Distance Education

Organizing your Course Site

The Course Site offers an easy and powerful way for students and faculty to add and share content. You might ask students to write posts, participate in discussions, share documents, and work collaboratively on projects. You can also use the site to display important course information, collect student work, and provide feedback and grades.

If you created an associated Course Site during course creation or added one afterwards, review this section to help you organize your site structure.

Course Template

The Course Site comes with a default template to get you started with site organization. The template uses an organizational structure to help faculty meet the recommended best practices for online, hybrid or web-enhanced pedagogy.  It includes a basic navigation menu linking to pages for Course Info and Help & Resources, and preset categories for class Activities and Student Work posts. The template structure also provides a suggested method for organizing your sidebar and footer widget areas and comes with several useful plugins pre-activated.

The following Course Template Tour provides a visual overview of the course structure, highlighting the architecture of the Course Site and the intended purpose of each section.

Posts and Pages

Posts and pages are the primary ways to add content to your site. Posts are used to publish more dynamic information, such as weekly updates, announcements, or student work. These are published in reverse chronological order on the homepage or blog section of your site. Pages are better for static content, such as your syllabus page, schedules, lists of resources or readings, or help materials.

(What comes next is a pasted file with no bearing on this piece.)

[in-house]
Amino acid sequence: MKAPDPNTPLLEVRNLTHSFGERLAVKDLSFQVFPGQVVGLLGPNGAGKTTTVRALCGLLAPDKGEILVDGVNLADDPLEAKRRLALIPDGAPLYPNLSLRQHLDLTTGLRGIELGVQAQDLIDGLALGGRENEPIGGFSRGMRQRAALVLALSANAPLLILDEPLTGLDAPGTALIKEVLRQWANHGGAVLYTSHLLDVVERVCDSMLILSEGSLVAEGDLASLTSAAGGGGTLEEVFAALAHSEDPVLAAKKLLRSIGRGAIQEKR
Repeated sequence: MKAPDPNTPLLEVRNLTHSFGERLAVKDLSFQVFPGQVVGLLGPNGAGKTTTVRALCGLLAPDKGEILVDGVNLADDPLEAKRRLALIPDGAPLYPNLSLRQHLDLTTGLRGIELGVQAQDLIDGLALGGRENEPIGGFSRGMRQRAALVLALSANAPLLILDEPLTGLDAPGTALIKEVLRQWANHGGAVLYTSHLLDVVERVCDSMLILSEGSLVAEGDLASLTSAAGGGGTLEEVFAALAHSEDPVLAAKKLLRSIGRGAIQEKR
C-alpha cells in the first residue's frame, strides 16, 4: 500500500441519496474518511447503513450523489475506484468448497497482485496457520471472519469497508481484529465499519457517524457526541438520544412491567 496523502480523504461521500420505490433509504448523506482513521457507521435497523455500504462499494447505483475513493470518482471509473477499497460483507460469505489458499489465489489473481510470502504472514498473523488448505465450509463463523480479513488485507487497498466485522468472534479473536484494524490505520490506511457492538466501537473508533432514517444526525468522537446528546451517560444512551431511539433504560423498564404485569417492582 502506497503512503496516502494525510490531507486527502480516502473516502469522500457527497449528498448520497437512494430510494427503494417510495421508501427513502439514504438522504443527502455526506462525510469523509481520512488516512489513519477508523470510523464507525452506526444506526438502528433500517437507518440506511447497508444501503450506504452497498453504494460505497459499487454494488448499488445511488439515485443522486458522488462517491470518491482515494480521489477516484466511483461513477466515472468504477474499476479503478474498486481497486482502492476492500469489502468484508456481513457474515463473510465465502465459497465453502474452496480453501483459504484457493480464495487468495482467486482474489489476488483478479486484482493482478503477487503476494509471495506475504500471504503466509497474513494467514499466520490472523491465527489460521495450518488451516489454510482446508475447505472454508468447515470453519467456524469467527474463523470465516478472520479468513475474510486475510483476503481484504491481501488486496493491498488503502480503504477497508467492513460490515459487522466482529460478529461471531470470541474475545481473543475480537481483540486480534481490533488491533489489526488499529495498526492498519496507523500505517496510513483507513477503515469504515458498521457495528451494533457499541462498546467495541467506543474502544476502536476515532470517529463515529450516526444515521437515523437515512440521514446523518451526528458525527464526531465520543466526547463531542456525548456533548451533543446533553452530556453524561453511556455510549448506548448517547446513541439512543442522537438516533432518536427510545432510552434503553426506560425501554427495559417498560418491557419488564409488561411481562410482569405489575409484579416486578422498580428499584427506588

Navigation refers to the ways visitors to your site can move from one page to another within your site to find the information they need. The Course Site template comes with preset navigation that you may keep as is or build upon.

The main building blocks for your Site navigation are a custom menu, sidebar widgets, categories, and tags. If you have many posts, you will want to use categories and tags to make them sortable and more easily findable. You might also put additional content, such as links to a web conferencing app or library tools, in the course sidebar.

The first step in designing your navigation is to think about the kind of content you want to share with students and then organize or “chunk” these into top-level and sub-sections. It’s good practice to limit your top-level navigation sections.

Visual Customizations

You can customize your Course Site by choosing a theme. Each theme has a different look and feel. All available themes are accessible for screen readers and keyboard-only navigation, and include accessible color combinations. Most themes allow you to upload a header image to display at the top of your site. This could be your own image, an image with a Creative Commons license, or an image in the public domain.

Plugins and Widgets

Plugins and widgets add additional functionality to your Course Site. You can add plugins and widgets to your site through the Dashboard. Learn about the plugins and widgets available on the OpenLab in the Guide to Plugins and the Guide to Widgets.

For more information: